The purpose of this document is to explain the issues and problems surrounding the use of static NAT when using policy based VPN on a Juniper SRX Firewall.
The issue, when using static NAT with a policy based VPN centres around how NAT is processed by the SRX, in that the Proxy ID`s are created before the NAT is processed, in turn causing Proxy ID mismatches during the Phase 2 process.
The SRX processes static NAT prior to source NAT. Unfortunately within static NAT there is no option to define what networks to which your static NAT should apply to.
Below shows (in more detail) how NAT is processed by the flow module. Here you can see that the Reverse Static NAT is processed prior to source NAT.
With relation to this article the following highlights the main differences between the 2 VPN methods:
- Route Based VPN – In essence no encryption domain (Proxy ID`s) are defined. Instead a tunnel interface is created (within a new zone), any traffic routed to this interface is subsequently encrypted.
- Policy Based VPN – The encryption domain (Proxy ID`s) are defined by the policy. The policy references the source and destination zone which is typically Trust and Untrust.
In terms of the policy based VPN, the proxy ID`s are created before the source NAT process.
This means that when a static NAT is in place and a policy VPN is configured at the point that the packet is sent out towards the tunnel the Proxy ID`s will be formed and the packet translated based on the Reverse static NAT. Resulting in traffic with a Local Proxy ID and source IP that mismatch, being sent down the tunnel.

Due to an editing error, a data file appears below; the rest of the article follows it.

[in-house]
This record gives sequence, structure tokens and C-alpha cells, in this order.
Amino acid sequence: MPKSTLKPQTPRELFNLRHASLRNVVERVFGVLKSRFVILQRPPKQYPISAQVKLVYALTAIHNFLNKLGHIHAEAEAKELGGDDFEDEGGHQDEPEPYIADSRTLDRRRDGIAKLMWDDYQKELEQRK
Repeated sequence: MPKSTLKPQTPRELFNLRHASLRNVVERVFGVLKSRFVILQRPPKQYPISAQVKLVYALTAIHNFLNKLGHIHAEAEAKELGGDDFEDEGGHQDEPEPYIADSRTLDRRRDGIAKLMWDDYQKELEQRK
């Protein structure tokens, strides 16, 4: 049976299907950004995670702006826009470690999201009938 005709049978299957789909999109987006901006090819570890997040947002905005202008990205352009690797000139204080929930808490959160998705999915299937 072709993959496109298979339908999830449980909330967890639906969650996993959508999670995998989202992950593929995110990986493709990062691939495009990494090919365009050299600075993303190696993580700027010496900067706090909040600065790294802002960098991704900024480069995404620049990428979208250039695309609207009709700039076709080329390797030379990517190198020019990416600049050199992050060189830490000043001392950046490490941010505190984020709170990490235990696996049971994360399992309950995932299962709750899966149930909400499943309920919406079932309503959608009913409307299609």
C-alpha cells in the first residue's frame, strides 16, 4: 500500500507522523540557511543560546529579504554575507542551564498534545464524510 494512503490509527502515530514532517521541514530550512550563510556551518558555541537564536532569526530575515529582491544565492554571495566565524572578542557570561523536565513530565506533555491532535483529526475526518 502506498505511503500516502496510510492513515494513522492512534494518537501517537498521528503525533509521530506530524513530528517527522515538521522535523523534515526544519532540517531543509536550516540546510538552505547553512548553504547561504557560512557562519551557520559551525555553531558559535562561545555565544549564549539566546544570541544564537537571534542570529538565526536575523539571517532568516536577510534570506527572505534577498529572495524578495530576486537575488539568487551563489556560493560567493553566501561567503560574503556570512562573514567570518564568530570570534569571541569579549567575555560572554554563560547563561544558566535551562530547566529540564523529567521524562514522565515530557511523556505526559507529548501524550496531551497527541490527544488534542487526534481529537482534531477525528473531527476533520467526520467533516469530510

As we previously mentioned as the reverse static NAT is processed before source NAT, and that there is no NAT exempt in static NAT, traffic is source NAT`d before being sent down the tunnel.
Based on the fact that the proxy IDs are built from the security policy statements this also means that the Proxy ID`s that are created will be different to what is sent down the VPN tunnel. This results in Proxy ID mismatch errors.
In terms of workaround the main method is to split you static entries. This involves removing the existing static NAT entry and replacing it with a separate source and destination NAT rule. This then allows you to add a NAT rule that NAT exempts traffic when traffic is destined to a the encryption domain.
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